Both the regulatory and commercial processes are on track for the controversial Keystone XL oil pipeline linking western Canadian and U.S. Upper Midwest supply sources to refineries in the Gulf of Mexico (GOM) region, TransCanada CEO Russ Girling told financial analysts Tuesday on a conference call. Under questioning, however, he admitted delays could sour current support the line enjoys from major shippers and refiners on both sides of the international border.
With the latest environmental impact statement (EIS) released in August confirming two earlier assessments, Girling said the 1,700-mile pipeline project is verified as “having no significant impact” on the environment. He called the EIS review “by far the most exhaustive and detailed analysis ever conducted for a pipeline in the United States.”
Even with this milestone, Keystone faces potential litigation to halt it in Nebraska, and further delays at the U.S. State Department in making a final decision on whether the project is in the national interest of the United States. The combination of legal and State Department delays could cause shippers and refiners that now have the bulk of the 1.3 bbl/d capacity under firm contract to seek options to the pipeline.
“The Department of State [alone] received more than 300,000 public comments on this project,” said Girling, adding that there has been a lot of “misinformation” spread on the project and some requests for route changes [in Nebraska] come from environmental organizations that don’t want to see a new crude oil pipeline built. “The State Department has said it expects to make a final decision on the project by the end of the year.”
Backers of the project argue that added Canadian and U.S. domestic oil will allow the United States to displace current supplies set to run out that come from Mexico, the Middle East and Venezuela, and Keystone for the two-year construction period and beyond will create thousands of jobs. Girling estimated 13,000 pipeline construction jobs and another 7,000 manufacturing jobs in the pipe and related equipment industries would be created over the next two years.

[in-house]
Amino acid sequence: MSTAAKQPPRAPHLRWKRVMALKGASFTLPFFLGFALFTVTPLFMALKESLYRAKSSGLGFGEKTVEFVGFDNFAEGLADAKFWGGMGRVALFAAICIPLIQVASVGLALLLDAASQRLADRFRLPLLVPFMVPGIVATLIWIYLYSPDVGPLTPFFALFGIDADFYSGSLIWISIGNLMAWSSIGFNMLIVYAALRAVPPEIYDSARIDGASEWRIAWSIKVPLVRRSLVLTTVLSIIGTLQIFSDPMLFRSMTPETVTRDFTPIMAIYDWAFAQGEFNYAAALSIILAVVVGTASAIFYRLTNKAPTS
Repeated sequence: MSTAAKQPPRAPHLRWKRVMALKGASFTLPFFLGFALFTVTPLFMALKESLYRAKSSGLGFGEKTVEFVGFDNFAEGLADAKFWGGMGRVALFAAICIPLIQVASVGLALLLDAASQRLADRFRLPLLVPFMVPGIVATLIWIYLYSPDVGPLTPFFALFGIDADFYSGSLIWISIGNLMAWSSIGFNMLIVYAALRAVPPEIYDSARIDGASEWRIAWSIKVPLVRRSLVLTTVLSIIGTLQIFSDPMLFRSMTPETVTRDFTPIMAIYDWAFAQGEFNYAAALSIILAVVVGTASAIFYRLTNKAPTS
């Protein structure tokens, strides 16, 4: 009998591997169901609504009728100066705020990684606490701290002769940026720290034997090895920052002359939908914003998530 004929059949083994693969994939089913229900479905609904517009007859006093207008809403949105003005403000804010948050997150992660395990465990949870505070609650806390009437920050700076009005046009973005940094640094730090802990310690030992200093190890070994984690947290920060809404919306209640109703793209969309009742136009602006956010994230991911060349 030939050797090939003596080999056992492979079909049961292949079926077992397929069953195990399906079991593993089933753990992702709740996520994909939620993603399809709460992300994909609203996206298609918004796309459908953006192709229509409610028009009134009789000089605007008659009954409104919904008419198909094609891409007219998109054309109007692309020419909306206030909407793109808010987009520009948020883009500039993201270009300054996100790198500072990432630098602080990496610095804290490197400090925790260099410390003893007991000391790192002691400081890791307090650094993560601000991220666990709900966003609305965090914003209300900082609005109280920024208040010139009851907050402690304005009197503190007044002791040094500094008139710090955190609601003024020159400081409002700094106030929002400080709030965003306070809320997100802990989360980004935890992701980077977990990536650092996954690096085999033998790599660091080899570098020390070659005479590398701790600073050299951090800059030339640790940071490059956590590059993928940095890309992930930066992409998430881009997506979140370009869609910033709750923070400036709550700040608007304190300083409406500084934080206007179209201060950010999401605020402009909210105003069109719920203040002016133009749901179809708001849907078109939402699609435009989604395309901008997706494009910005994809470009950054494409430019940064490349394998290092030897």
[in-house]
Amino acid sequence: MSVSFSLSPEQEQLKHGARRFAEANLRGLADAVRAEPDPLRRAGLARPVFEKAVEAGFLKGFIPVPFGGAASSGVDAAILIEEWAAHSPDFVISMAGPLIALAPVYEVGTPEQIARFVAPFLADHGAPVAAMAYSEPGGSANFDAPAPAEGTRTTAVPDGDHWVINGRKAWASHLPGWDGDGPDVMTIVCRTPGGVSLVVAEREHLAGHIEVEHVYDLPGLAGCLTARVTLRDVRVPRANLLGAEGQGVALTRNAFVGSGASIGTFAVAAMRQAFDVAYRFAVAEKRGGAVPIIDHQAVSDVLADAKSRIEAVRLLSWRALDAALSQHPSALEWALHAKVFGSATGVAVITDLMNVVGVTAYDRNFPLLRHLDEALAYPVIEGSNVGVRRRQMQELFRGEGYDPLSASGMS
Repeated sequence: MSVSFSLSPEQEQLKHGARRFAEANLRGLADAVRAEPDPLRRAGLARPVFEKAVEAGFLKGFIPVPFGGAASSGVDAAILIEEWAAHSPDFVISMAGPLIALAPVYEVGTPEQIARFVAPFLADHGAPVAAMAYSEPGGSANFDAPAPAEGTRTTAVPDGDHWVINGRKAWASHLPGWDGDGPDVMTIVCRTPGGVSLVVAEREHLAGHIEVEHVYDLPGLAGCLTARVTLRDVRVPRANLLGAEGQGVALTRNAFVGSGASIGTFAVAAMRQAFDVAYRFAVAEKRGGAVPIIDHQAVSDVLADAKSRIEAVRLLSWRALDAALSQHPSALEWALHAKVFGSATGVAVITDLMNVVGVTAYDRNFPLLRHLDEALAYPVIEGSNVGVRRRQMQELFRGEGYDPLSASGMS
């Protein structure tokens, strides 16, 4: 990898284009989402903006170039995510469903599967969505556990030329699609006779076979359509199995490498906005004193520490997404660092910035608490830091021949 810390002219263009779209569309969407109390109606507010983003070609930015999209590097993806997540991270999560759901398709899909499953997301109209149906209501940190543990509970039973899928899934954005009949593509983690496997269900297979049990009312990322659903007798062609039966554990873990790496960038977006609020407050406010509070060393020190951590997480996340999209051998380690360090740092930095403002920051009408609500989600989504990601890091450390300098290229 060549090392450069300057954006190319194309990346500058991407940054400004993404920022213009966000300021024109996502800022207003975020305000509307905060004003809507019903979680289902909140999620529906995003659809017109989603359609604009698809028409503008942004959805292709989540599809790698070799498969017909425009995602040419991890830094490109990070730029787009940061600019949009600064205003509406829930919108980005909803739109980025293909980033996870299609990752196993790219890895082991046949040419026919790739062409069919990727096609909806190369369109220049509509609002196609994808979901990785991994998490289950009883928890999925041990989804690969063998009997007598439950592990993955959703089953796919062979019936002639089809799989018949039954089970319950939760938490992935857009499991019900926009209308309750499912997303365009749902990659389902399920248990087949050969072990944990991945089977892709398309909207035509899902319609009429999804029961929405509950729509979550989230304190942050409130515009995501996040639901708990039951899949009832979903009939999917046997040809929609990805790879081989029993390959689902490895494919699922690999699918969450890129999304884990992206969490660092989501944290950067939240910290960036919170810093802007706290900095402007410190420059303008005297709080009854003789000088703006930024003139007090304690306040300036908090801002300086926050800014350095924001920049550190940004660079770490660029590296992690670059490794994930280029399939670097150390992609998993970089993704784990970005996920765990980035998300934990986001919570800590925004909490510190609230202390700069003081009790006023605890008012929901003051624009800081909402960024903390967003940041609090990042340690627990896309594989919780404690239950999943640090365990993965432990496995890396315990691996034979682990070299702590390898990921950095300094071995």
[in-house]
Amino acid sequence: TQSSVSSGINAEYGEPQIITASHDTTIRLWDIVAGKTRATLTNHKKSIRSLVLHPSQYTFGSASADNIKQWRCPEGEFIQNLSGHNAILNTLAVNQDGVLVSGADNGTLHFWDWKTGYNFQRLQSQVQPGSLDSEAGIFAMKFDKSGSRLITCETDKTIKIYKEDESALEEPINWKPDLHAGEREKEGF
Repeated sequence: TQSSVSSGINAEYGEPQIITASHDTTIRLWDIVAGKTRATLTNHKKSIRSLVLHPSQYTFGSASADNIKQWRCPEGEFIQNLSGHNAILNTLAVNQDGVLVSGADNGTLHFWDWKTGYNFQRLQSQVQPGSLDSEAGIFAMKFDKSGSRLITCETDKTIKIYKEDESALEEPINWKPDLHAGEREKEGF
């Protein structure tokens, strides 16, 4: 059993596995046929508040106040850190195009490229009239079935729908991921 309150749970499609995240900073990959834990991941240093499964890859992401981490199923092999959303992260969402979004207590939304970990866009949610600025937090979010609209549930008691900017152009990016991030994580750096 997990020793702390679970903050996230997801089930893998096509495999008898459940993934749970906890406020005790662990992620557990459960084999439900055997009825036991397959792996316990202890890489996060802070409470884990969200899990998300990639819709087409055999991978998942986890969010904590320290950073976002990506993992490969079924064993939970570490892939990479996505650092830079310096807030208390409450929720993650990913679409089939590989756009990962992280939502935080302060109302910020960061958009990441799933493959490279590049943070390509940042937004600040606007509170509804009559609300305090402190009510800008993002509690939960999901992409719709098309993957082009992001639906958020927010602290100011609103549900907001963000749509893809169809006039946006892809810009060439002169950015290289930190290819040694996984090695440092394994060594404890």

“The facts are that contracts with refiners for Mexican and Venezuelan oil are set to expire and there will be a gap is supply that has to be filled with crude from some place,” Girling said. “Keystone XL can fill that gap with Canadian and U.S. oil.” He said 25% of the pipeline’s capacity has been dedicated for bringing U.S. oil (Bakken, Cushing in Oklahoma) to U.S. refiners.
While TransCanada executives contend the pipeline can still be in service by the second half of 2013, Girling and others outlined serious resistance ongoing in Nebraska, whose unicameral state legislature began a special session Tuesday aimed at passing legislation to prevent the proposed routing of the pipeline project in the state by the end of next week.
“Even if legislation is proposed, I am not sure it will be voted on and implemented,” said Girling, noting it is unclear if proposed state legislation on routing at this point in time would be “legal and constitutional.” He called the legal questions a “very difficult, high-bar hurdle” for the project’s opponents, including the Sierra Club, to get over.
The concerns being raised in the Sandhill region of Nebraska center on contamination risks to local water supplies. “The governor of Nebraska has said it is his goal to have everything wrapped up before Thanksgiving,” according to Alex Pourbaix, TransCanada’s president for energy/oil pipelines. “There are a number of competing bills that have been proposed, and they all need to be debated in the natural resources committee.
“Given what I have seen coming out of Nebraska, it is not inconceivable that no bill will get out of committee on the state siting issue. We’re obviously monitoring the situation very closely.”
Opposition from anti-oil interests is expected to continue no matter what happens in Nebraska or in the State Department, TransCanada’s executives said, noting that they “fully expect” to get an approval to more forward by the end of the year and start initial construction as early as possible next year. “I would fully expect as we saw in the original [existing] Keystone project there will be objections in lawsuits, but what we saw in the past is that those lawsuits did not hold up construction,” Girling said.
In response to a question of how long the existing contracted parties can be held to their deals, Pourbaix said the contracts have sunset provisions, but he said TransCanada is “in a position where none of those will kick in…we have extended some of the sunset provisions, and we do not expect our shippers to rely on those sunset provisions any time in the near future.”
However, Girling said refiners and shippers have said they need to have crude flowing by a certain time, and if “they don’t think they are going to get it by a time certain, they are going to look elsewhere. There is no other pipeline alternatives, so they would be looking at offshore crude, tankers moving down the Mississippi River.
“They are committed to our project as long as they can see that there is a logical way of getting to a decision, and that the decision will be favorable. If they don’t see that happening, they will put other options in place.”
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